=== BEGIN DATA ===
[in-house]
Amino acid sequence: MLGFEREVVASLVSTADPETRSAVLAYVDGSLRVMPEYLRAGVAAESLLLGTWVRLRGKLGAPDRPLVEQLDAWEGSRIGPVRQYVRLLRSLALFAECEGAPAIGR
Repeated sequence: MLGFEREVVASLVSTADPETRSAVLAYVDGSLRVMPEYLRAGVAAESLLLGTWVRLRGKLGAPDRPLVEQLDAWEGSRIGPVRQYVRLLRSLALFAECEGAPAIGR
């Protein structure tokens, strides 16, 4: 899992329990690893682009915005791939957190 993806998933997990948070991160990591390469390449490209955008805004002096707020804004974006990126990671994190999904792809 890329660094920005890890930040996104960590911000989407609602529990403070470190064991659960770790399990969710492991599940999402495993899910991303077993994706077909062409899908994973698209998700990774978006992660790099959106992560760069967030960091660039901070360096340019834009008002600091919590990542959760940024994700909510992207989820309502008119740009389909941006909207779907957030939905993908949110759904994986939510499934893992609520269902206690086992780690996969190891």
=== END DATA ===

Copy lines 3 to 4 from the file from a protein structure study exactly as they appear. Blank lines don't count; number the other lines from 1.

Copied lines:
Repeated sequence: MLGFEREVVASLVSTADPETRSAVLAYVDGSLRVMPEYLRAGVAAESLLLGTWVRLRGKLGAPDRPLVEQLDAWEGSRIGPVRQYVRLLRSLALFAECEGAPAIGR
């Protein structure tokens, strides 16, 4: 899992329990690893682009915005791939957190 993806998933997990948070991160990591390469390449490209955008805004002096707020804004974006990126990671994190999904792809 890329660094920005890890930040996104960590911000989407609602529990403070470190064991659960770790399990969710492991599940999402495993899910991303077993994706077909062409899908994973698209998700990774978006992660790099959106992560760069967030960091660039901070360096340019834009008002600091919590990542959760940024994700909510992207989820309502008119740009389909941006909207779907957030939905993908949110759904994986939510499934893992609520269902206690086992780690996969190891």